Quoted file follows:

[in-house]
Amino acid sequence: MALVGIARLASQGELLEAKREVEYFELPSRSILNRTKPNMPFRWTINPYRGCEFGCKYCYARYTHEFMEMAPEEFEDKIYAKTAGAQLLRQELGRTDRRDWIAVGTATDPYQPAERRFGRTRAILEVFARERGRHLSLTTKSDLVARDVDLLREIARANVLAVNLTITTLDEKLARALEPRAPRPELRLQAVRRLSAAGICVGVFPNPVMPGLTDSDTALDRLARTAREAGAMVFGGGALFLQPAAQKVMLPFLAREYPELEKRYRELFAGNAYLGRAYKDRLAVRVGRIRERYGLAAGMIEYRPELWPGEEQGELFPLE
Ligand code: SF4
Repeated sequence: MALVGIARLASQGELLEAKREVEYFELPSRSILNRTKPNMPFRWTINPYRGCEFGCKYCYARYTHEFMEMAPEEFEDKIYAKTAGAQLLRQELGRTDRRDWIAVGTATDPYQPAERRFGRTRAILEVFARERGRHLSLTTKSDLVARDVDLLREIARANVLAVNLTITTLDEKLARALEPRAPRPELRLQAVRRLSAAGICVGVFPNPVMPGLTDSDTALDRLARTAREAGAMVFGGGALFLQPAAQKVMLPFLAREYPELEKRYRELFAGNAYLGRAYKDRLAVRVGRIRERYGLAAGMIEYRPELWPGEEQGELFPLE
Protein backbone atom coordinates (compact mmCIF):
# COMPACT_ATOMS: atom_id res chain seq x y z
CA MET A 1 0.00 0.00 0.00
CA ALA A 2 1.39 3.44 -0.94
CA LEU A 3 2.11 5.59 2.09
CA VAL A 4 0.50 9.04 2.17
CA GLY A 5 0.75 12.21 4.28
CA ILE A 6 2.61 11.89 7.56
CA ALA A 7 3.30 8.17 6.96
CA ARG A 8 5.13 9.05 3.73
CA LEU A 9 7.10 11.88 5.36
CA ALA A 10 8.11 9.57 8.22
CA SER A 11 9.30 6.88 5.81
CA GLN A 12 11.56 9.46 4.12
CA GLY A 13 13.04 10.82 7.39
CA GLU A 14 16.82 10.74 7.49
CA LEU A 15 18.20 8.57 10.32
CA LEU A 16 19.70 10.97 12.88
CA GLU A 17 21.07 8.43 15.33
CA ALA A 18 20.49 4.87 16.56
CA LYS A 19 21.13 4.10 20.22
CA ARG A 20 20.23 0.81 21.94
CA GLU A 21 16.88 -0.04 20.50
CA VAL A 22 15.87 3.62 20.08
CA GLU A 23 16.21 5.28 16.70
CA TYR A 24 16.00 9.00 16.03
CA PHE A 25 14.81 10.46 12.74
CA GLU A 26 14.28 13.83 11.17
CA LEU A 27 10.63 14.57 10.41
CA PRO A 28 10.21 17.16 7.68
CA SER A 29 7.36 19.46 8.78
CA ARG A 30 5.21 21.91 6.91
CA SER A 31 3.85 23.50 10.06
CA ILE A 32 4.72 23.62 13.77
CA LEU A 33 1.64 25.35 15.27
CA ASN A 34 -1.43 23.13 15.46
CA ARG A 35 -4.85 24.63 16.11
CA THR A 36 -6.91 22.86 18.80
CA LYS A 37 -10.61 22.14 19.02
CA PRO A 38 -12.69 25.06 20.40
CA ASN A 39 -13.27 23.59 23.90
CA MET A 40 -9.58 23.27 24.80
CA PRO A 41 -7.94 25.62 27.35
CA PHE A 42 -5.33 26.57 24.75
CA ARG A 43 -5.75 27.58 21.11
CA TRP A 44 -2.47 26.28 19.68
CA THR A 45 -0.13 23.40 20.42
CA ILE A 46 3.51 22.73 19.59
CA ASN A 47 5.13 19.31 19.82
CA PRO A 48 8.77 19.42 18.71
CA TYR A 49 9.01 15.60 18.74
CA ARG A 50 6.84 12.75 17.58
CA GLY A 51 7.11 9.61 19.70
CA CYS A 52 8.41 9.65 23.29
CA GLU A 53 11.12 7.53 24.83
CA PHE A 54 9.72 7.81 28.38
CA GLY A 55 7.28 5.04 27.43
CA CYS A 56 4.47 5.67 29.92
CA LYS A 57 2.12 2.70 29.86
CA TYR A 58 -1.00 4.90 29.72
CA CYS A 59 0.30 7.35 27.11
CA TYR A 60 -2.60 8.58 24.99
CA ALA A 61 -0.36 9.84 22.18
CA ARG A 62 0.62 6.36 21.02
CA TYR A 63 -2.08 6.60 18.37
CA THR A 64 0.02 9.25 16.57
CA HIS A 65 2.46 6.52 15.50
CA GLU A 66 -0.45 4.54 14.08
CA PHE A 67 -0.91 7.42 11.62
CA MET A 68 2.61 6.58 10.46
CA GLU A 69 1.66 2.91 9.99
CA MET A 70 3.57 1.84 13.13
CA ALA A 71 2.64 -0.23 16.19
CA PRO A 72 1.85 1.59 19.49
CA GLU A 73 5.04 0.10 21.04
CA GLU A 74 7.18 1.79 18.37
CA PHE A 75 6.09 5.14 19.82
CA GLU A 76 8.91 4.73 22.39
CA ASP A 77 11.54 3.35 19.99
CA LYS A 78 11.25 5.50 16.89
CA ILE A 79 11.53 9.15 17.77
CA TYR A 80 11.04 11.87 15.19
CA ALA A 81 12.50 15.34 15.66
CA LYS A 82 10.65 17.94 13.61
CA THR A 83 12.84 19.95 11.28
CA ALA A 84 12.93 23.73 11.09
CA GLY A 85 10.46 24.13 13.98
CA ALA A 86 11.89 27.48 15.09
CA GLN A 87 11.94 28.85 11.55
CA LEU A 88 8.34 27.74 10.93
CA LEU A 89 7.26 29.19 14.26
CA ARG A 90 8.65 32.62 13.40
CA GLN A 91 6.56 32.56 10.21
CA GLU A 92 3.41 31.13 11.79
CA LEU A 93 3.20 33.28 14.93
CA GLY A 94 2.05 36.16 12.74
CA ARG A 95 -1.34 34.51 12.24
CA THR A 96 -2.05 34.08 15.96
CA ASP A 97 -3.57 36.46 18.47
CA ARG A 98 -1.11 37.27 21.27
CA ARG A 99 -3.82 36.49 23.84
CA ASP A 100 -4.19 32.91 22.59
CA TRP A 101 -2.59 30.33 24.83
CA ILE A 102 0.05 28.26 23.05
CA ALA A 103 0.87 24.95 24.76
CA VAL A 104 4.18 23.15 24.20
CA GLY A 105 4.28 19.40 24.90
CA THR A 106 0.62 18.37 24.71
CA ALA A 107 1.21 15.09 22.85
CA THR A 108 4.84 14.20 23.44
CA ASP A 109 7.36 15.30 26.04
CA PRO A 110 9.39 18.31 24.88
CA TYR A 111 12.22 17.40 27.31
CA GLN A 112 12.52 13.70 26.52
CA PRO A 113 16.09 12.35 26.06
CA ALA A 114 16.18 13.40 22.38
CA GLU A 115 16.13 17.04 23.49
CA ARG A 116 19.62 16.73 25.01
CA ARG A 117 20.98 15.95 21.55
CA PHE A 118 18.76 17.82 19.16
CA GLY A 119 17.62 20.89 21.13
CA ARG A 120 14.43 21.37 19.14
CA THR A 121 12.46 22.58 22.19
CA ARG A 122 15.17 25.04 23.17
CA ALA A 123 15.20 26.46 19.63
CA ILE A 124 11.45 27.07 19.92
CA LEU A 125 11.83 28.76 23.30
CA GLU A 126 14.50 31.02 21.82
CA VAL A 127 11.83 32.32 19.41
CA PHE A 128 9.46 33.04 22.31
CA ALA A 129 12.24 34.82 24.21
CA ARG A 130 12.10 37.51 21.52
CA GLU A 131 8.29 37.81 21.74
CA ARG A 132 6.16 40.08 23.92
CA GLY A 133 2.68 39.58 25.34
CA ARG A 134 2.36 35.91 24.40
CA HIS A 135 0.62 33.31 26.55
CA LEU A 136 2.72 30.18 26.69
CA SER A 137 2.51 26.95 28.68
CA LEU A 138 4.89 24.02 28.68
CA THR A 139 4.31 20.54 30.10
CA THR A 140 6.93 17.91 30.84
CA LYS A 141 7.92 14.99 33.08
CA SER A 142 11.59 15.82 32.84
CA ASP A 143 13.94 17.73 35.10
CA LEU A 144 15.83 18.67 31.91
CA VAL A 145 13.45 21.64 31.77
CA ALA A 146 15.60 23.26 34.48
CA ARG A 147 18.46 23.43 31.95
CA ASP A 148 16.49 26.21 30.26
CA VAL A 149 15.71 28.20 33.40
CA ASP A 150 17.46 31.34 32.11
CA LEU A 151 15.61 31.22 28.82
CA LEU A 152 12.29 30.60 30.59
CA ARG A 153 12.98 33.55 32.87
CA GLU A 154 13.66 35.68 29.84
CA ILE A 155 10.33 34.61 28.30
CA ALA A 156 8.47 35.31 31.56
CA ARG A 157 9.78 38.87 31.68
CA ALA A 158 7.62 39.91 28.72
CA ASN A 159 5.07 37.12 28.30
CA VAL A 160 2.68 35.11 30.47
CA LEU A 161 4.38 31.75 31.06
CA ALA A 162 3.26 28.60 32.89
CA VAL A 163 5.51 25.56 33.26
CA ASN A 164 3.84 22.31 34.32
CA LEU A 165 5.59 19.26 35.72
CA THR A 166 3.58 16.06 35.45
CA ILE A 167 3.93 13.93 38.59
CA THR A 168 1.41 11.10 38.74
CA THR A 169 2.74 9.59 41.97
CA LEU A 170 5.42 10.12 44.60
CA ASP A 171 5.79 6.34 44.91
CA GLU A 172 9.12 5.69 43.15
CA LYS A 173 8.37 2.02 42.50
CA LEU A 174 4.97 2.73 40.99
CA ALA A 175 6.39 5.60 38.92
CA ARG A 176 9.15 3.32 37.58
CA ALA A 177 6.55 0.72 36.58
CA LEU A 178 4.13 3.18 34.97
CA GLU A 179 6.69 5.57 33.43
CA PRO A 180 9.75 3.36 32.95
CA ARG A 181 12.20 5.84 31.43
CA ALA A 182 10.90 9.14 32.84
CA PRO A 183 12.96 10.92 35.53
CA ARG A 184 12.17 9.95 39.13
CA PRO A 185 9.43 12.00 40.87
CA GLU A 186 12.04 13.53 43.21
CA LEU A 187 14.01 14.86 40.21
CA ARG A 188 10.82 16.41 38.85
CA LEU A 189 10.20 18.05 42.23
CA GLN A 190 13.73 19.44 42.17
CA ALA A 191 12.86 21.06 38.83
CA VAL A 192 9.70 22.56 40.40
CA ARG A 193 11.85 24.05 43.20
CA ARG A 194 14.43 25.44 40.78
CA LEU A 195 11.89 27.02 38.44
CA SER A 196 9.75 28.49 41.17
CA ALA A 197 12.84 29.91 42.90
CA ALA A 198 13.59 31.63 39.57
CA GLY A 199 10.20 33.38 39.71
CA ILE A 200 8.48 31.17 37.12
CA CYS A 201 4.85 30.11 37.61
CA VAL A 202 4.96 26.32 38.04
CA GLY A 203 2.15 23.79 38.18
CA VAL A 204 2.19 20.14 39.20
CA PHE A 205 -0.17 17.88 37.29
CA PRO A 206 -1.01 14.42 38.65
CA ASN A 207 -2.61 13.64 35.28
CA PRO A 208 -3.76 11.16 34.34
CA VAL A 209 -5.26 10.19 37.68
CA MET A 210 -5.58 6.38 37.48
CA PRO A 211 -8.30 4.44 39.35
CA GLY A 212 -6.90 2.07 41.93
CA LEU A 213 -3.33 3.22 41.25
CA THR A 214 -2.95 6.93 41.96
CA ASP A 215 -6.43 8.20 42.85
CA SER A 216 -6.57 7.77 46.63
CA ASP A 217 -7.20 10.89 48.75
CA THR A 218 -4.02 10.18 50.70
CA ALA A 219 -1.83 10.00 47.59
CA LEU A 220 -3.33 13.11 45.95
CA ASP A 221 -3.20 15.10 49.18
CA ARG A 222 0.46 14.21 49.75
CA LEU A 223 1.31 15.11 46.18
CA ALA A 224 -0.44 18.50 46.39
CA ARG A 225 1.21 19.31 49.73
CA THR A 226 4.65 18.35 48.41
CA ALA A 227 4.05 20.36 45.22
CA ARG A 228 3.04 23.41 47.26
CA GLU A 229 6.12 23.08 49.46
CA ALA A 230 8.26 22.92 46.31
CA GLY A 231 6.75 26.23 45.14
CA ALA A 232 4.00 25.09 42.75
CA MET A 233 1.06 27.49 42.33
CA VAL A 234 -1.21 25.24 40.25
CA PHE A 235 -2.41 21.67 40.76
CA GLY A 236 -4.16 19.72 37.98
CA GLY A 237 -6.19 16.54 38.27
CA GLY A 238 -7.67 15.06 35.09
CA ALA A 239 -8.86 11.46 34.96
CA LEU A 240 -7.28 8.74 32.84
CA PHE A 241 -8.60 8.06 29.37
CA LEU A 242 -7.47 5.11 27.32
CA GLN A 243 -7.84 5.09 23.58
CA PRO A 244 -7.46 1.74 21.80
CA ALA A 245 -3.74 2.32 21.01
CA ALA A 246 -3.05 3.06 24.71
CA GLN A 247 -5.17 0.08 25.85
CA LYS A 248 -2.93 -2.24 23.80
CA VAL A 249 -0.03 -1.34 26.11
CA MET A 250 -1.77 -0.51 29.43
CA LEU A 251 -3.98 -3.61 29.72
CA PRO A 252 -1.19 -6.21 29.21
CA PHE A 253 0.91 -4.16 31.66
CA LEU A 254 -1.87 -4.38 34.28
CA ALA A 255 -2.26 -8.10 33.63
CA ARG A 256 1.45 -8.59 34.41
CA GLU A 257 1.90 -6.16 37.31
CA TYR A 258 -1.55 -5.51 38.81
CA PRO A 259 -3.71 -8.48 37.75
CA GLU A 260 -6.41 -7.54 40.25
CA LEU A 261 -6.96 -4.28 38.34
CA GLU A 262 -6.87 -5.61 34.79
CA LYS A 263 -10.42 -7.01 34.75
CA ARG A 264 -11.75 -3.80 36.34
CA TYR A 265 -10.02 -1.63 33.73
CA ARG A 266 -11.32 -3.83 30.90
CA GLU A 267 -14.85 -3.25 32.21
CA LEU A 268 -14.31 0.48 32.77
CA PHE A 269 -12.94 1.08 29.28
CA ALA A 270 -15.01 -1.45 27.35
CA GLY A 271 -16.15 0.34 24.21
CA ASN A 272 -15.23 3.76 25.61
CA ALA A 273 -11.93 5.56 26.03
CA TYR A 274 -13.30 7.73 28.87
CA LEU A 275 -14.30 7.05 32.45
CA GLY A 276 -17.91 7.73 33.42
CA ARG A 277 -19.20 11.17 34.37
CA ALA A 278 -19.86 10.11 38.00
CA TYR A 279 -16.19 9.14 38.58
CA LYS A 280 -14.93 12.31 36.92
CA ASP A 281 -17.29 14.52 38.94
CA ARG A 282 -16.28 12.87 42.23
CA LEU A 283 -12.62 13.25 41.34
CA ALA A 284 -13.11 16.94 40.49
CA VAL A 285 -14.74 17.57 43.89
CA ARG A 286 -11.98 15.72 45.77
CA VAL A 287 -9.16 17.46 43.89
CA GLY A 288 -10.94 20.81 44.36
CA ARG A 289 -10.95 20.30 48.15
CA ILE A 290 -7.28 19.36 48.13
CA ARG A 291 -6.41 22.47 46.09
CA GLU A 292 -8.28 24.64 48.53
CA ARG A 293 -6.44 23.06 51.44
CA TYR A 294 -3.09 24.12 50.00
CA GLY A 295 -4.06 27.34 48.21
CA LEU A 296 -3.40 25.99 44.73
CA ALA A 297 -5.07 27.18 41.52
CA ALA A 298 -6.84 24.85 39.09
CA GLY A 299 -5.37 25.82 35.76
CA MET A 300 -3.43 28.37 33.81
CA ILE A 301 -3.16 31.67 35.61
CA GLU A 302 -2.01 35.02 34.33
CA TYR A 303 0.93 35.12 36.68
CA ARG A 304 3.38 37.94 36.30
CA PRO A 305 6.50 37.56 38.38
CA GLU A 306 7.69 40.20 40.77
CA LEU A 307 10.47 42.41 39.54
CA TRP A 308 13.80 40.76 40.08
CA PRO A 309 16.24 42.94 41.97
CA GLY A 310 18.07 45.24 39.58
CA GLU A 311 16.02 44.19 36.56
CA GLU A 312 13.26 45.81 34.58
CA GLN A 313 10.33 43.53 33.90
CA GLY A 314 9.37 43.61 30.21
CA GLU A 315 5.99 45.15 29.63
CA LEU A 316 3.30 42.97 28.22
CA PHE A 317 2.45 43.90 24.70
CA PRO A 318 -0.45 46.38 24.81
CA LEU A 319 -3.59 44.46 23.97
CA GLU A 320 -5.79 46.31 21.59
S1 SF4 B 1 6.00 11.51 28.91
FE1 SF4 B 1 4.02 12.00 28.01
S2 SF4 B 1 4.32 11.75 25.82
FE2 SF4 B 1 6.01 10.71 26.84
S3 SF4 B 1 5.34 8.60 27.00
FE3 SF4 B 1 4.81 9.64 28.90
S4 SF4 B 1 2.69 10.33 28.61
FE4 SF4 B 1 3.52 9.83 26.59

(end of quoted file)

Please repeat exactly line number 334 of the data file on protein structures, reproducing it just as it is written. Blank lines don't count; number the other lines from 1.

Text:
FE4 SF4 B 1 3.52 9.83 26.59